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    Tuesday, June 27, 2006

    War in Kashmir*

    Kashmir, a princely state inhabited predominantly by Muslims, became the next major source of friction between India and Pakistan. Here, the situation was the exact opposite of that in Junagadh. On Oct. 24, 1947, Muslim insurgents, supported by invading coreligionists from the North-West Frontier Province, proclaimed establishment of a "Provisional Government of Kashmir." Three days later the Hindu leader Hari Singh, maharaja of Kashmir (1895-1961), announced the accession of Kashmir to the Union of India. Approving the maharaja’s decision and promising a plebiscite after the restoration of peace, the Indian government immediately dispatched troops to Srinagar, the capital of Kashmir and the major objective of the insurgents. Hostilities quickly attained serious proportions, and at New Year 1948 the Indian government filed a formal complaint with the UN Security Council, accusing Pakistan of giving help to the Muslim insurgents. Despite repeated attempts by the Security Council to obtain a truce in the troubled area, fighting continued throughout 1948. The peacemaking efforts of the Security Council finally met with success at New Year 1949, when both India and Pakistan accepted proposals for a plebiscite, under the auspices of the UN, on the political future of Kashmir. Cease-fire orders were issued by the two governments on the same day. Among other things, the UN plan provided for the withdrawal of combat troops from the state, for the return of refugees desirous of participating in the plebiscite, and for a free and impartial vote under the direction of a "personality of high international standing." In March UN Secretary-General Trygve Lie appointed U.S. Adm. Chester W. Nimitz administrator of the Kashmir plebiscite, scheduled for later in 1949. Meanwhile both the Union of India and Pakistan had suffered the loss of outstanding leaders and the Indian government had become embroiled in a dispute with the nizam of Hyderabad, Mir Osman Ali Khan Bahadur (1886-1967). Gandhi was assassinated by a Hindu fanatic on Jan. 30, 1948, and Jinnah, the founder of Pakistan, died the following September. The tension between the Indian government and Hyderabad, inhabited preponderantly by Hindus, resulted from the reluctance of the nizam, a Muslim, to bring his state into the Union. Protracted negotiations for a peaceful solution of the dispute ended in failure and on September 17 Indian forces occupied Hyderabad, the capital city, ending the nizam’s resistance. The ruler subsequently signed instruments of accession making Hyderabad part of the Union of India. Although India and Pakistan agreed (July 1949) on a line demarcating their respective zones of occupation in Kashmir, the two nations were unable to reconcile basic differences on the terms of the proposed plebiscite. The deadlock was primarily due to Indian insistence that Pakistani troops be withdrawn from the disputed territory before the plebiscite and to Pakistan’s refusal to withdraw its troops unless the Indians also withdrew theirs.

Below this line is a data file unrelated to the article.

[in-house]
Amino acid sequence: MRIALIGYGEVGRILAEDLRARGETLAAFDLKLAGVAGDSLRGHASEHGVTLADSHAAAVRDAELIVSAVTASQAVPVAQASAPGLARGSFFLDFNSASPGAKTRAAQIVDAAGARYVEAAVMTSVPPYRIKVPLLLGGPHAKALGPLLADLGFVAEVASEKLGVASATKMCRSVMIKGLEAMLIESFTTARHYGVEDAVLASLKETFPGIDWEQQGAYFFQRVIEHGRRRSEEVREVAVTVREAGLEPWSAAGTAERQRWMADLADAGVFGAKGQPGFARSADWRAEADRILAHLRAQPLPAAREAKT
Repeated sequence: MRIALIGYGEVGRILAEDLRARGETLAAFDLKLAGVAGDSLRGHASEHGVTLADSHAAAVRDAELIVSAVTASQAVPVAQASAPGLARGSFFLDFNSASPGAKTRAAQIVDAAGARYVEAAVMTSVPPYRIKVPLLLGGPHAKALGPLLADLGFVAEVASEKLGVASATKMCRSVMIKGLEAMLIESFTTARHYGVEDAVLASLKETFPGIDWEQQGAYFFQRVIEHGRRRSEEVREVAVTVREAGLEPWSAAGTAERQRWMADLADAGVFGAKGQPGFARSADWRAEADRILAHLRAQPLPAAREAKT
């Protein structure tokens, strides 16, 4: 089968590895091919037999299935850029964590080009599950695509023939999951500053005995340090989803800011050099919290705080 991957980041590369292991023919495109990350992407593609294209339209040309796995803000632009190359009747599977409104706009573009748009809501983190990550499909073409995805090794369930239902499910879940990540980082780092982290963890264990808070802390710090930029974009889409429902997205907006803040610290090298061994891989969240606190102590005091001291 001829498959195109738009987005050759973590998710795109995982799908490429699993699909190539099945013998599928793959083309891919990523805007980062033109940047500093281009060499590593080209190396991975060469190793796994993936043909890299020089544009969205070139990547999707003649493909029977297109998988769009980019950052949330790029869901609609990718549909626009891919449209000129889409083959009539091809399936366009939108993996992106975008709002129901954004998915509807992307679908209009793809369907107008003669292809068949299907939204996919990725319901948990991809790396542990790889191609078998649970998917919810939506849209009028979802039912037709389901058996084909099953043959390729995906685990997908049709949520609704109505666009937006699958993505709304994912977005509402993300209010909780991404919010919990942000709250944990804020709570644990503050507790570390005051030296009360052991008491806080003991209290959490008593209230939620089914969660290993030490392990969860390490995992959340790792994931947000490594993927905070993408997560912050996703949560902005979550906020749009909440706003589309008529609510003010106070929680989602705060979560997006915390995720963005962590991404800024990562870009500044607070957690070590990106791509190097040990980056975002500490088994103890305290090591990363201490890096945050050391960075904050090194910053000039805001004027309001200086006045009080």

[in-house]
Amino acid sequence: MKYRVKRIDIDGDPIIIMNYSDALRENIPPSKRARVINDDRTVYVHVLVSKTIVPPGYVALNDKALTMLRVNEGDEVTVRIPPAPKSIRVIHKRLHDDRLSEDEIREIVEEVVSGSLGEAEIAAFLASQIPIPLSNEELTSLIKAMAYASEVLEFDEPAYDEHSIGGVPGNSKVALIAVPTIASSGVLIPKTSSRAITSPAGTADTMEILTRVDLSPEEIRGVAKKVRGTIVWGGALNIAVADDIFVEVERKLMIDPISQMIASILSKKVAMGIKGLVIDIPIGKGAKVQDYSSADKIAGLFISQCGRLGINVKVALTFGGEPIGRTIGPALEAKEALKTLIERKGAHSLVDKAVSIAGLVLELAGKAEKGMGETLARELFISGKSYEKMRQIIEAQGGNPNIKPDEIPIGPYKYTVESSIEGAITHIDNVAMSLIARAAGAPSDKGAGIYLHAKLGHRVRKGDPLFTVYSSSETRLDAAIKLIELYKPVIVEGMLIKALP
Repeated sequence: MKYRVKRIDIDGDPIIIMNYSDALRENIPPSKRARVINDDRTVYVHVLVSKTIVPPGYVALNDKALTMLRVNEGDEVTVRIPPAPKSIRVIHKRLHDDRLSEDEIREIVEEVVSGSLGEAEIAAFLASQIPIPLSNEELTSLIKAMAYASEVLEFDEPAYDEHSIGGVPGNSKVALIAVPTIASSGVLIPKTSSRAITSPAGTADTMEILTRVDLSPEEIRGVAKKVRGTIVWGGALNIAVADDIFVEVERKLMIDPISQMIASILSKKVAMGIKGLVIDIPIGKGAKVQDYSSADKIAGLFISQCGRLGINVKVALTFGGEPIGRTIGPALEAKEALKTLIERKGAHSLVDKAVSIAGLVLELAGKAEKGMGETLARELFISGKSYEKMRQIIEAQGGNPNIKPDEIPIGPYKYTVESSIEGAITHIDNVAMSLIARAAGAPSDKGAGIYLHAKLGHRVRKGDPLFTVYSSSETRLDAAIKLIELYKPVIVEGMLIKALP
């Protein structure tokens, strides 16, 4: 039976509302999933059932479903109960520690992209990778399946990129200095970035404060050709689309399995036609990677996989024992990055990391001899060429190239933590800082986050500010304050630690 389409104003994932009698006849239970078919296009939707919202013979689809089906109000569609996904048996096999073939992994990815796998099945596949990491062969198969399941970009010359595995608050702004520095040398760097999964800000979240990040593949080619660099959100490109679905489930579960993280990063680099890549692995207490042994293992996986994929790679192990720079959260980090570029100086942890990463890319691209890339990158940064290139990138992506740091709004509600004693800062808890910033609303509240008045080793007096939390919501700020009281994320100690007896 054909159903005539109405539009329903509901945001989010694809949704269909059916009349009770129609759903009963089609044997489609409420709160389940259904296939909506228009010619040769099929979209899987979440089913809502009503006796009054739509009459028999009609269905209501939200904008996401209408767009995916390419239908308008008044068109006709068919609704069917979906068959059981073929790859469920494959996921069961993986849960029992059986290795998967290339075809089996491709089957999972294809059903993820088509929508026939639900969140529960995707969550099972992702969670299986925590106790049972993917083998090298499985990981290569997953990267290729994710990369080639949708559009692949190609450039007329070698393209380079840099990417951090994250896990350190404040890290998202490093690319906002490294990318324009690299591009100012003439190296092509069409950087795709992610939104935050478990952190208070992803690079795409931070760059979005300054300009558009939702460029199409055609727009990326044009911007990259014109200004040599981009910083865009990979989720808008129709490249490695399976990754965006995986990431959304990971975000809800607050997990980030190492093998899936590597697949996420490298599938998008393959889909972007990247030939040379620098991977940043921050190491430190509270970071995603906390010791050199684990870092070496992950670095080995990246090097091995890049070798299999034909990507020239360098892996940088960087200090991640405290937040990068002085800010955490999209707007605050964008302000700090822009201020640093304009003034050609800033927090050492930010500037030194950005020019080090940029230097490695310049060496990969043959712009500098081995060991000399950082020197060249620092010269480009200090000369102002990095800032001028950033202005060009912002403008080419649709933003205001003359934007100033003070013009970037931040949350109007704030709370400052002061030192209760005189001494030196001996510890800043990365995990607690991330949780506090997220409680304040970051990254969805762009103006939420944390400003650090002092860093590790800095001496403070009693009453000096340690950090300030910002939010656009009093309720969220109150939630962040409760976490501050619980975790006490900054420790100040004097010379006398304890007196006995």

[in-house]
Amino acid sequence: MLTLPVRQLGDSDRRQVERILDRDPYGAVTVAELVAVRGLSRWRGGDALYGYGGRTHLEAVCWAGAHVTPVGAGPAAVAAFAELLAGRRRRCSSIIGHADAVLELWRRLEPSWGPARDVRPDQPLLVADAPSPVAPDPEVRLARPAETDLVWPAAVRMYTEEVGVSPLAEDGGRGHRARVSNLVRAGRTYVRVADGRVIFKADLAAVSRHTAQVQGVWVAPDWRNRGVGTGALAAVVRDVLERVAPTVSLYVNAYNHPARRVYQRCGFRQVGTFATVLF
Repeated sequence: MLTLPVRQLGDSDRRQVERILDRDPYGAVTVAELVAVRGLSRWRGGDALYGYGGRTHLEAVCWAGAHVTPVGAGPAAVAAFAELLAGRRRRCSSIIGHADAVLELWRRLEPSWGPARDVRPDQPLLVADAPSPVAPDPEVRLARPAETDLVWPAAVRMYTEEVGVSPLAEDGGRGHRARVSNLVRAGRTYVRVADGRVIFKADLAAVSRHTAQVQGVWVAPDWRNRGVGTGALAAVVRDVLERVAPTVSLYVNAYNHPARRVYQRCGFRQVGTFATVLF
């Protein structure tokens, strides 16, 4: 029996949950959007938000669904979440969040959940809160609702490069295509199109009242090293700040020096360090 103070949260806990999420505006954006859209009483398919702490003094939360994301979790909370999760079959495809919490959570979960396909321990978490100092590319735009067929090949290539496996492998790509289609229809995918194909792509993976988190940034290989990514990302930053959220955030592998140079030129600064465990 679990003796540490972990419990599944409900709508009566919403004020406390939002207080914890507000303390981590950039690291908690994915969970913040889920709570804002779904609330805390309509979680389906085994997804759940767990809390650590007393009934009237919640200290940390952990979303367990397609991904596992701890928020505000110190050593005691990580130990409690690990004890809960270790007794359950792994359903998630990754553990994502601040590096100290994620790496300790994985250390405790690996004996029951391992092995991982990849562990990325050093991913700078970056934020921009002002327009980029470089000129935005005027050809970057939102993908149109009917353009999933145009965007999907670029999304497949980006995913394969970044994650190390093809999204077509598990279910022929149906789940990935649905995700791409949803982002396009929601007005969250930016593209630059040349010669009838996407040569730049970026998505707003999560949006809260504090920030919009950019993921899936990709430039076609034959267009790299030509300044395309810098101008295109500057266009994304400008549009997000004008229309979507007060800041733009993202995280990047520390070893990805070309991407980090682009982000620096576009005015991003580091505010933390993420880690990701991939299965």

SIMON & SCHUSTER NEW MILLENNIUM ENCYCLOPEDIA AND HOME REFERENCE LIBRARY 1999 AND BEYOND*

    1 comment:

    Vasantha Mohan said...

    Junagadh*

    Relations between the two states grew worse in October when the Indian armed forces surrounded Junagadh, a princely state on the Kathiawar Peninsula. This action was taken because the nawab of the state, which had a large majority of Hindus, had previously announced that he would affiliate with Pakistan. The Indian military authorities subsequently assumed control of the state, pending a plebiscite.

    SIMON & SCHUSTER NEW MILLENNIUM ENCYCLOPEDIA AND HOME REFERENCE LIBRARY 1999 AND BEYOND*